Jewish groups are demanding an apology from the ABC over an interview with a disgraced British vicar accused of anti-Semitism and spreading anti-Israel conspiracy theories.
The anger marks a further deterioration in relations between the public broadcaster and the Jewish community, whose leaders have accused the ABC of “hostility towards Israel”.
Radio National marked the start of Passover, a major Jewish holiday, by speaking to Stephen Sizer, a retired Anglican vicar and critic of Christian Zionism with a long history of angering Jewish organisations in Britain.
In 2014, Dr Sizer appeared at a conference in Iran alongside Holocaust deniers. The next year he shared an article from the website Wikispooks titled “9-11/ Israel did it” which claimed the state of Israel and prominent Jewish figures including Frank Lowy were responsible for the September 11 terrorist attacks in New York.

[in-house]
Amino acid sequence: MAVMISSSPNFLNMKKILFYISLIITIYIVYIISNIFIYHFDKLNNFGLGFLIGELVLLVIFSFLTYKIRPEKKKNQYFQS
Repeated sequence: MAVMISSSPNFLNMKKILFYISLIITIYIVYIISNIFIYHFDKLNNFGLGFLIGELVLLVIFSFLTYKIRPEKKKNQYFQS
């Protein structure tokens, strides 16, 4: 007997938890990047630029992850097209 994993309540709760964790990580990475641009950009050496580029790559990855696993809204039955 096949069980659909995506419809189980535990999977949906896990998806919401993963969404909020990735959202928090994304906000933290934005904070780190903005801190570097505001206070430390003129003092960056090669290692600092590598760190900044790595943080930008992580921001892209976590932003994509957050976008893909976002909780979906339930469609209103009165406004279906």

Dr Sizer said the article “raises so many questions”. The Church of England subsequently barred him from writing or speaking about the Middle East, and banned him from social media for six months. Weeks before his retirement in 2017, he was again censured by the Church and removed from the pulpit.
ABC host David Rutledge directly raised those controversies during Friday’s interview with Dr Sizer, who said he regretted the Wikispooks post. But Peter Wertheim, chief executive of the Executive Council of Australian Jewry, said the “soft” interview was an affront to Jewish people.
“A lot of people in our community are very upset about it,” he said, and called on Rutledge to “apologise not only to the Jewish community but to the ABC’s entire audience”.
Dvir Abramovich, chair of a Jewish group called the Anti-Defamation Commission, said the ABC had “crossed the line big time” in giving Dr Sizer a platform “to spew his anti-Israel venom”.